November 10, 2010

Climate change facts are hard to pin down

As published in The Erin Advocate

Just after writing about the benefits of tree planting in the effort to ease the impacts of climate change, I read about a study from the University of Guelph suggesting that tree planting is not going to be as much help as expected.

Understanding climate change science these days is like trying to nail Jello to a wall – there are just too many people with an interest in keeping it slippery.

Researchers went to 2,300 sites on six continents to study the yearly growth rings on 86 types of trees. Higher carbon levels in recent decades have been thought to boost tree growth, which would capture more carbon and slow the rate of global warming. It appears that in 80 per cent of the world's trees, it is not happening.

"We can’t look to forests to offset emissions from burning fossil fuels,” said co-author Ze’ev Gedalof, Associate Professor of Geography at Guelph. “There might be a very slight increase in the total rate of growth in trees, but they’re not going to be these vacuum cleaners that will magically suck up the CO2 that we’re emitting.”

As often happens, some scientists say the results are inconclusive and oversimplified. And as usual, there's a strong political message: Don't be complacent about climate change, just because we're planting lots of trees – we still need to reduce the carbon footprint created by our factories, vehicles and lifestyles.

Trees have many benefits for water, wildlife and the human environment, even if the carbon sink turns out to be smaller than expected. Our tax dollars support a lot of tree planting by Credit Valley Conservation and Wellington County – one million trees have been planted since 2004 under Wellington's Green Legacy Program, making it the largest municipal tree planting program in North America.

Forest now covers about 17 per cent of Wellington, but Environment Canada says 30 per cent is needed to maintain a healthy water system. Another 50 million trees are needed, so Rob Johnson, Green Legacy Tree Nursery Manager, is not content with the current rate of 156,000 trees a year. “If each resident planted just ten trees, almost one million trees would go into Wellington County annually,” he said.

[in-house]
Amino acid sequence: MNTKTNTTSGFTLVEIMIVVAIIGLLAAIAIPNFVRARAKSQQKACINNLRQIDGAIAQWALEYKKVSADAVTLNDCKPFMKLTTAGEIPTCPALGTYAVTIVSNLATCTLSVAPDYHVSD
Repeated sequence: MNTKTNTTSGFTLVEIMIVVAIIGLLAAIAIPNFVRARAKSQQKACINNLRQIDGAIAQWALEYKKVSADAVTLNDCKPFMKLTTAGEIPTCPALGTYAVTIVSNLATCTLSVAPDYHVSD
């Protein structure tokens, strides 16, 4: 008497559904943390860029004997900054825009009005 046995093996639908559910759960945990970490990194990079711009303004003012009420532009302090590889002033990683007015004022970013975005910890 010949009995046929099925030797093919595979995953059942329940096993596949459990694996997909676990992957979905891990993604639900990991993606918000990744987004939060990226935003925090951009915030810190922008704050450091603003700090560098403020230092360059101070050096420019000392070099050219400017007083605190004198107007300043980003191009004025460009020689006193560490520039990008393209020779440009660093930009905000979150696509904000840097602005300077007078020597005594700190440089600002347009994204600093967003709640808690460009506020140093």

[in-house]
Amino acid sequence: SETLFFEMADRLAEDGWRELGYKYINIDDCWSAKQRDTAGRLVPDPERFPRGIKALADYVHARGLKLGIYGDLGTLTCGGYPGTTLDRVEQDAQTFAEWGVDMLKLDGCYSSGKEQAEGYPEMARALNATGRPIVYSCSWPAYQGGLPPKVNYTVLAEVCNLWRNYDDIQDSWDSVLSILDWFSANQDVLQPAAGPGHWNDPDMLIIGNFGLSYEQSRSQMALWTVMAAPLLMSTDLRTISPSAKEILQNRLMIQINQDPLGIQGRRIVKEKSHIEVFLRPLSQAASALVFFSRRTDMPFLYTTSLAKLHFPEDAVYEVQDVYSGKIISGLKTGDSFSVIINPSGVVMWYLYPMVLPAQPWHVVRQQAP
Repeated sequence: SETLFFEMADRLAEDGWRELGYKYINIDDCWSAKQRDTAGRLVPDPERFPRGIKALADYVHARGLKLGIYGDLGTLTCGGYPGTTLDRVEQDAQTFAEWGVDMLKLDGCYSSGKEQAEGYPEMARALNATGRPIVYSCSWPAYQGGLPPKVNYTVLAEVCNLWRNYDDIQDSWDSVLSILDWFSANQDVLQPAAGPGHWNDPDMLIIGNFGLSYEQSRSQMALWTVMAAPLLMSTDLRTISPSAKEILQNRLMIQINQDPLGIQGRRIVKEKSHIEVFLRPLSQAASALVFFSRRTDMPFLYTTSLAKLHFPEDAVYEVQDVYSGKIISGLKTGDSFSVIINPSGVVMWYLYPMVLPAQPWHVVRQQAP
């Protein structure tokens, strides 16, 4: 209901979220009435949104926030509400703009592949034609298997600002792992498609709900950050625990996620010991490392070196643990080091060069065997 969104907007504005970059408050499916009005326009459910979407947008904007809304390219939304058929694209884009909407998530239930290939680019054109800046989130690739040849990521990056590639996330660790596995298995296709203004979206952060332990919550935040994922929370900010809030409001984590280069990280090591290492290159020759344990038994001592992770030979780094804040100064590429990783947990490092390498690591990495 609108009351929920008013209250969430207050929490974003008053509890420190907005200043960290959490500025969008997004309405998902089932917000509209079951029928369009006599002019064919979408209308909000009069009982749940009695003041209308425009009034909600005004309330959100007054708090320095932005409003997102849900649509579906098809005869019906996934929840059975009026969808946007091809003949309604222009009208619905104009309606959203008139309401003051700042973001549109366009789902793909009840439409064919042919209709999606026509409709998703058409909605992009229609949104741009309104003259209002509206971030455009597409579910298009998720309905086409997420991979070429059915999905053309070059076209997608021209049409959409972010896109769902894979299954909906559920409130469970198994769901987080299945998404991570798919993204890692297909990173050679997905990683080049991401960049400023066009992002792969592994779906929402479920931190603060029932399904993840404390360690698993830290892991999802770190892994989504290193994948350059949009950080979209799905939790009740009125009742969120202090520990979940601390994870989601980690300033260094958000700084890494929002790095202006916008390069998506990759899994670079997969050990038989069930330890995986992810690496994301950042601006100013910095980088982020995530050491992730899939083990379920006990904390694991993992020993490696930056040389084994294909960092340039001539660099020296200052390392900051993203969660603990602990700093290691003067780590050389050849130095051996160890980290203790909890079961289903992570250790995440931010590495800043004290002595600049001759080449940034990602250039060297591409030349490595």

When it comes to public policy on climate change, there's a huge public relations battle going on. Scientists appear truly baffled that people do not take their warnings seriously. The public is glad to enjoy the benefits of new technology, but is suspicious of scientists – perhaps seeing them as manipulative, or too idealistic.

The conflict swirls on many fronts, including the "Degrees of Change" chart and analysis published by Canada's National Round Table on the Environment and the Economy, and the Royal Canadian Geographical Society. It outlines various impacts of climate change, but says they won't be too bad, and that there will be benefits.

I am not knowledgeable enough to say they are wrong, but I do not trust the study's main sponsor, Suncor Energy (Petro-Canada/Sunoco), a major oil sands and greenhouse gas producer. The chart has become a target.

“It is full of bad science and utterly downplays the serious impacts of climate change” said U of T climate scientist Danny Harvey, quoted on “How can we (Canada) talk about profiting from climate change when most of the world will suffer devastating impacts, in part because of our emissions? It is disgusting.”

I also do not trust the Canadian government, which has dedicated itself to doing as little as possible on climate change. It has banned its own scientists from speaking freely to the media, even about climate change research that they have already published. The federal scientists' union says they face "dwindling resources and confusing policy decisions," and they've started a website,, to make their work better known.

Virtually all climate change scientists agree that human industry is making things worse, yet there was not enough support in the US Congress to legislate emissions reductions – even before the recent elections that brought more climate change deniers into power. Stephen Harper can relax now – there is no longer any chance of the US slapping restrictions on Canadian oil sands.

California has a greenhouse gas reduction law. Two oil companies spent $10.5 million supporting a proposition to suspend that law until unemployment declines to 5.5 per cent for 12 months. Voters rejected the proposition, perhaps moved along by the $31 million spent by environmental groups and other businesses to defend the law.

So the expensive fighting carries on, with the environmental movement winning the occasional battle, but remaining a long way from winning the war.